- IDA Pro
- Lab10-03.exe SHA256: d66e15eea51ebd4bfd13f8c97646253740b1e6a99328d22232fd01ae13ef5d05
- Lab10-03.sys SHA256: 59d09b747441ed35e0fc0b5b352b4c66532f1fdd4646457a5ea972f067a55b30
- Detection Rate: 5/56(1),4/56 (2)
- Analyzed on 2016-03-09
Compilation Date: 2011-11-22 10:38:53(1), 2012-01-14 11:30:50(2)
- View report here(1) & here(2)
This lab includes a driver and an executable. You can run the executable
from anywhere, but in order for the program to work properly, the driver
must be placed in the C:\Windows\System32 directory where it was originally
found on the victim computer. The executable is Lab10-03.exe, and the driver
1. What does this program do?
Lab10-03.exe begins with creating Process Helper service on the machine. The service runs a driver located at C:\\windows\\System32\\Lab10-03.sys. It then attempts to start the service.
After the service loads the driver, the malware then creates a handle to the driver’s symbolic link; “\\\\.\\ProcHelper“. It then calls the DeviceIoControl function passing in 0x0ABCDEF01h as the dwIoControlCode.
The malware then uses COM based approach to open the browser (http://www.malwareanalysisbook.com/ad.html) via NAVIGATE function every 30 seconds in an infinite loop. Refer to Lab-7-02 for more details.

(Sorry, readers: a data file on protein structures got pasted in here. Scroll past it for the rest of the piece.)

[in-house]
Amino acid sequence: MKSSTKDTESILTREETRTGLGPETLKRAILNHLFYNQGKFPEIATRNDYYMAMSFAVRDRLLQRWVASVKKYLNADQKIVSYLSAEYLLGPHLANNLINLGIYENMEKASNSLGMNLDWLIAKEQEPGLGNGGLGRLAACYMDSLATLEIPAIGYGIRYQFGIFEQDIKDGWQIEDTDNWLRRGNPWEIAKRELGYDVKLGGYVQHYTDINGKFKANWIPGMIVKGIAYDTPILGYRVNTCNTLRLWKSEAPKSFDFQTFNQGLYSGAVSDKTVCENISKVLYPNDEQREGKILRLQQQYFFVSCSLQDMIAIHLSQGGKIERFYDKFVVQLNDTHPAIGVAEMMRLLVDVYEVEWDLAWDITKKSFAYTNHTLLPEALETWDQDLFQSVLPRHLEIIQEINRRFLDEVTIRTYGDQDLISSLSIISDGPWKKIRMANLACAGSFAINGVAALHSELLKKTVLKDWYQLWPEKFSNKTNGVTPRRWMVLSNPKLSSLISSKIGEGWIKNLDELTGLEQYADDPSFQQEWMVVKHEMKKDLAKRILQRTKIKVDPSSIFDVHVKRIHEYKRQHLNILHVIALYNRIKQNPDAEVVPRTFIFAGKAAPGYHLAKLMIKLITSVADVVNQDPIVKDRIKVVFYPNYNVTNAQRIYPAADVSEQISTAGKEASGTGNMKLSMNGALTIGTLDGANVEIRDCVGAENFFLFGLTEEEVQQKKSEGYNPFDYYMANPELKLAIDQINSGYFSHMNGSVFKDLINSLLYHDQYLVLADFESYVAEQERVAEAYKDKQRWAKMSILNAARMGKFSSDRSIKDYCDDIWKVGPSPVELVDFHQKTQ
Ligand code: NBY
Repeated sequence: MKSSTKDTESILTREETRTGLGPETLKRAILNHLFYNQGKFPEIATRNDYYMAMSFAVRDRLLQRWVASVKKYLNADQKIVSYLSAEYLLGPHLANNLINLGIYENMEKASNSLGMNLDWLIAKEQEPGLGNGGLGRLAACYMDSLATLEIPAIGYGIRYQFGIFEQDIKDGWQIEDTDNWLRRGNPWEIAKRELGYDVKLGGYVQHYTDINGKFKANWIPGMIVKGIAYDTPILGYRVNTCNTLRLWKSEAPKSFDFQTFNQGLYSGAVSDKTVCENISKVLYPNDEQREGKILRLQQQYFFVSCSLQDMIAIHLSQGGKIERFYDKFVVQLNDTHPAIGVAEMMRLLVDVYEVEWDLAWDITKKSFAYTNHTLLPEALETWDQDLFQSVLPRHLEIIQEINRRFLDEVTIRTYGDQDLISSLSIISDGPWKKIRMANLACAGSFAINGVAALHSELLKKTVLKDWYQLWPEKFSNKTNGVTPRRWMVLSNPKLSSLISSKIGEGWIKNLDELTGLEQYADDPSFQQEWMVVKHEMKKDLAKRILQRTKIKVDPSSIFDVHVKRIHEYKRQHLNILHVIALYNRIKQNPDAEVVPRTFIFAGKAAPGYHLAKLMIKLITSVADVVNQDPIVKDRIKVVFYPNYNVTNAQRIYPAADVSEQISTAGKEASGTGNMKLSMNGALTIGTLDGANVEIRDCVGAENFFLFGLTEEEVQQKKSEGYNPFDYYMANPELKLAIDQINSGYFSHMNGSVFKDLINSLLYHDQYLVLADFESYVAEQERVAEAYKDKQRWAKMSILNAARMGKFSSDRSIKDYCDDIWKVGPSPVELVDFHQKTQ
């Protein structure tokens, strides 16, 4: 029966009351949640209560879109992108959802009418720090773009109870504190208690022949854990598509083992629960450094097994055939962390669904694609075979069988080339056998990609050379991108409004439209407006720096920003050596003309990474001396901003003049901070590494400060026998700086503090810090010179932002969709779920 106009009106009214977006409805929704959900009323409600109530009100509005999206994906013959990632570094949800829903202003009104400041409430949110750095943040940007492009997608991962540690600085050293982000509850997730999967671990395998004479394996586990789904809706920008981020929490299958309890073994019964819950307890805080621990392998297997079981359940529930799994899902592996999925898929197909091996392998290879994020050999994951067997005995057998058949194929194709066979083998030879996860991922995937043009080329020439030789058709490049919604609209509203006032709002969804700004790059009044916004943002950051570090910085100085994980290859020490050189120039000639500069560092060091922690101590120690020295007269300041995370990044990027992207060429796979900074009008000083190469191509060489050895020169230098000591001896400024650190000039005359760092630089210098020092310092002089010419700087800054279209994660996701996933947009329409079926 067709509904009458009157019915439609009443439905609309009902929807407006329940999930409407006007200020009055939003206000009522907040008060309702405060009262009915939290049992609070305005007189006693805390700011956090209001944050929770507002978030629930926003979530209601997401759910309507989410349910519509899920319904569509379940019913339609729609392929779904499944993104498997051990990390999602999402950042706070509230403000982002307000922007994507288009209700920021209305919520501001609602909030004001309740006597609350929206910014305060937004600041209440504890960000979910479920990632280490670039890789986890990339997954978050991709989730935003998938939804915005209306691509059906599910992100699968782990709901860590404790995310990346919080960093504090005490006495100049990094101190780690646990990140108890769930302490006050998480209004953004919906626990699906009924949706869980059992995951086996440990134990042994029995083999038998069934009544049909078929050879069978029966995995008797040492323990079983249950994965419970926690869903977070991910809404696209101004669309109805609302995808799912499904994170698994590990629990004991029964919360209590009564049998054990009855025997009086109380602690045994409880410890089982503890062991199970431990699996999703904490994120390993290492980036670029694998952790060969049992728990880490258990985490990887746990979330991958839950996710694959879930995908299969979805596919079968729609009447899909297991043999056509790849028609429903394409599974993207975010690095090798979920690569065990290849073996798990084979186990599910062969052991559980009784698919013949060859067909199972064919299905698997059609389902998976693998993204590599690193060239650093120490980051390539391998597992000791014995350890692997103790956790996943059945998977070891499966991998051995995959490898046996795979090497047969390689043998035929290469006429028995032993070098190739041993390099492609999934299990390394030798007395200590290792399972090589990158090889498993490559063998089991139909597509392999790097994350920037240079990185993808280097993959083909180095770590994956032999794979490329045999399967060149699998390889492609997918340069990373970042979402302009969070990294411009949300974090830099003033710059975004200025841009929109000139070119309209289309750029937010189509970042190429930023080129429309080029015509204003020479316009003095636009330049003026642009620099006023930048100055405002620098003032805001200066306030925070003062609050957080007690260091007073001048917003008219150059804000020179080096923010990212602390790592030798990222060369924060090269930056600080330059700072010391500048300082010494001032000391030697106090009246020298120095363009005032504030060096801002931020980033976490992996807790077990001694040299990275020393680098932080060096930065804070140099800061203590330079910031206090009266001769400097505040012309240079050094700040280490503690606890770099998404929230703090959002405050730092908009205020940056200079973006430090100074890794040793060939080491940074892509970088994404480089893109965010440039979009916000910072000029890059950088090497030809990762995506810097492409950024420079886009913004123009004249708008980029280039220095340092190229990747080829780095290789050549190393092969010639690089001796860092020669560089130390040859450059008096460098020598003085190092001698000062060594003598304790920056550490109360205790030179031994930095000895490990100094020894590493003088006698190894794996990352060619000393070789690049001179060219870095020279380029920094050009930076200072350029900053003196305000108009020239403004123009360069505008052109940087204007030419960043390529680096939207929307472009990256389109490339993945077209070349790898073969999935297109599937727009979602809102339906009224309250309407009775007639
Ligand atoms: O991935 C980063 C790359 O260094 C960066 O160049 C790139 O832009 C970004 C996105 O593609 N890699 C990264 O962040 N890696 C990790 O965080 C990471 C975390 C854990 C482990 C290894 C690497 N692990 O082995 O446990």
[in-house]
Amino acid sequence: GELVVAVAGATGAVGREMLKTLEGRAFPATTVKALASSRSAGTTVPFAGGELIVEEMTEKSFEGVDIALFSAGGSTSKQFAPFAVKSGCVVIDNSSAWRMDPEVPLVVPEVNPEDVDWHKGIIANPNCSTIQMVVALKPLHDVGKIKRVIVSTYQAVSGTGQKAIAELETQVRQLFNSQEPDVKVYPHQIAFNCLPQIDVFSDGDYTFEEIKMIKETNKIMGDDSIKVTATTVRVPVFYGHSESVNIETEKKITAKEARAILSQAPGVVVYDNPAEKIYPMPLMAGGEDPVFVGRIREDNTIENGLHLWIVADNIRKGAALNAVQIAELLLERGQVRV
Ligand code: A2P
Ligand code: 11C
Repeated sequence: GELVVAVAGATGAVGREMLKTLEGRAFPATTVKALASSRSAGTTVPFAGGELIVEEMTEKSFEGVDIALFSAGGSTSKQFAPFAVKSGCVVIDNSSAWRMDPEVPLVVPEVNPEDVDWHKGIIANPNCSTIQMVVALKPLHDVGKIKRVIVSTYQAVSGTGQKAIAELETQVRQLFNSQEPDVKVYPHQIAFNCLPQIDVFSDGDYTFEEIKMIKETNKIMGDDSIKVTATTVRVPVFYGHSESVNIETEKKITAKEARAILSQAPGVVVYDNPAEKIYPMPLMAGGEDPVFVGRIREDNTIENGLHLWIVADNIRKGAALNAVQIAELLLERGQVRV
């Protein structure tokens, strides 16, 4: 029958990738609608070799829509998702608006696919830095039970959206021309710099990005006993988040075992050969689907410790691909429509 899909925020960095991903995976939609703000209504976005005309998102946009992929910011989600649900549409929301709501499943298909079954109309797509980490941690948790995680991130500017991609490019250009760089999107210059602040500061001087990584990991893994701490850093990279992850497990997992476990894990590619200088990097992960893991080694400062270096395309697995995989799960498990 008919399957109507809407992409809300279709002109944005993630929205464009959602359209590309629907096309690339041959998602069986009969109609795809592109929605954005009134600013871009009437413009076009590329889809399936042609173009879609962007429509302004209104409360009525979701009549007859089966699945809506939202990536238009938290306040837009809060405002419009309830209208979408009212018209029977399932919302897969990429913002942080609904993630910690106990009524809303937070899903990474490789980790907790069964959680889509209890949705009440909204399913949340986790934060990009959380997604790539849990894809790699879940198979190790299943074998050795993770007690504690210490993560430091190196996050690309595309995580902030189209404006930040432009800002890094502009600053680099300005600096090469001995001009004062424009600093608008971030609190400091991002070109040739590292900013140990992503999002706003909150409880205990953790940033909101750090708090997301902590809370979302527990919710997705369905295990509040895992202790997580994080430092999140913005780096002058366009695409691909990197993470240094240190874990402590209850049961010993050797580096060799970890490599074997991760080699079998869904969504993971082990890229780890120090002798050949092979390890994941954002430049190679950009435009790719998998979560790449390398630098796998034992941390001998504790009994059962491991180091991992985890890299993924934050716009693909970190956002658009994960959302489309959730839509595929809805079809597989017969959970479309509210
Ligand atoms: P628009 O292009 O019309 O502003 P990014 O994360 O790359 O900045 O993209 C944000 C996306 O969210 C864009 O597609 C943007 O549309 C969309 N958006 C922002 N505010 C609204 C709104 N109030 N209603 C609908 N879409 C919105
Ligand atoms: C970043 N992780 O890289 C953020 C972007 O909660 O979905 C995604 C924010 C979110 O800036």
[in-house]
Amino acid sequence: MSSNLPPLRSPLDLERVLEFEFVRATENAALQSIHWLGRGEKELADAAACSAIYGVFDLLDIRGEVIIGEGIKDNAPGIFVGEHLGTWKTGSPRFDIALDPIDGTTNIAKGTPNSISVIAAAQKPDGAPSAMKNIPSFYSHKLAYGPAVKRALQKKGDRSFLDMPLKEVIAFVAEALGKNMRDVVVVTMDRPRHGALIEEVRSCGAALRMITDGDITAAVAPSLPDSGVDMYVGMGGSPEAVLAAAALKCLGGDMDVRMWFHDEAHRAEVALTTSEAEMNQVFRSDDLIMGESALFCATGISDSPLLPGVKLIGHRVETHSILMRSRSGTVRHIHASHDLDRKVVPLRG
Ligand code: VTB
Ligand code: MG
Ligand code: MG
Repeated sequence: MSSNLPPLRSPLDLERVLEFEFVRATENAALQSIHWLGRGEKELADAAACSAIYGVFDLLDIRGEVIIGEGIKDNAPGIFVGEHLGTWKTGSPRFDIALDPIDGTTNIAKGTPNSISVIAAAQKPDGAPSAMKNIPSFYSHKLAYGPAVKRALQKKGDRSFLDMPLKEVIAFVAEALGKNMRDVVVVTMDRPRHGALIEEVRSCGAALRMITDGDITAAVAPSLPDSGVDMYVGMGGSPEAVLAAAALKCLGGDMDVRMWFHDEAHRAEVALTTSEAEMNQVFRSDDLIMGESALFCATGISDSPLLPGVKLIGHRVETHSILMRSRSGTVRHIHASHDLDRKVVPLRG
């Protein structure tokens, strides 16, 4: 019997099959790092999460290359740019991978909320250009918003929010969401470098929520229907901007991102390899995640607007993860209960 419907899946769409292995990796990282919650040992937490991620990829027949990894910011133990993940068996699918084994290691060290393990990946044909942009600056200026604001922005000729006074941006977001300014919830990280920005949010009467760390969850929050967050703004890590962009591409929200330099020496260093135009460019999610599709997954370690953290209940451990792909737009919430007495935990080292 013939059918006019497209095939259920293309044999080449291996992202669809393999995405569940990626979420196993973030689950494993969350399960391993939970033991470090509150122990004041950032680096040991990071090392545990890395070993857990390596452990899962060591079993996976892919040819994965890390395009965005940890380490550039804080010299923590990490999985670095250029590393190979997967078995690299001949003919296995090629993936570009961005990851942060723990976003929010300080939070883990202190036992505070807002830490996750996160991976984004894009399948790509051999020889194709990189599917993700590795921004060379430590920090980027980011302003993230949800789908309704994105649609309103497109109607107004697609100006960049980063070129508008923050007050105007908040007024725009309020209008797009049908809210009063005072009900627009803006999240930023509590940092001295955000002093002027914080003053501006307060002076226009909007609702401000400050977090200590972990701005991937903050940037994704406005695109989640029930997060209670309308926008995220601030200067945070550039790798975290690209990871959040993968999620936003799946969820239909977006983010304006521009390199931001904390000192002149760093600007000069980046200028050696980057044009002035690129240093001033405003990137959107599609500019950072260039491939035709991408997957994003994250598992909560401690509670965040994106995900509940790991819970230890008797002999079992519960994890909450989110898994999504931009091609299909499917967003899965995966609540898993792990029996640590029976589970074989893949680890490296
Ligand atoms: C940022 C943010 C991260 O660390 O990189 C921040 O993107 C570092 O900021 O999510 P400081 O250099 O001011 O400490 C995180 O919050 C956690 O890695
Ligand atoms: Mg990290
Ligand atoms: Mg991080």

2. Once this program is running, how do you stop it?
You would need to reboot the computer. Note that the service was created with start type set to SERVICE_DEMAND_START. Therefore if you were to reboot the computer, the driver will not be loaded in the operating system. The following commands (self explanatory) might come in handy as well if the driver is set to run automatically.
- sc query type= kernel
- sc stop “Process Helper”
- sc delete “Process Helper”
3. What does the kernel component do?
The driver creates a device with “\\Device\\ProcHelper” as its symbolic link. It set MajorFunction[IRP_MJ_DEVICE_CONTROL] to 0x10666(as shown below).
According to MSDN, The IRP_MJ_DEVICE_CONTROL request is sent by the I/O Manager and other operating system components, as well as other kernel-mode drivers. Normally this IRP is sent on behalf of a user-mode application that has called the Microsoft Win32 DeviceIoControl function or on behalf of a kernel-mode component that has calledZwDeviceIoControlFile.
In figure 5, we can see that there are references to PEPROCESS(via IoGetCurrentProcess) by offset of 0x8c and 0x88. The image below shall explain how these offset came about.
To conclude the driver was trying to unlink a process from the link list by modifying the process link list.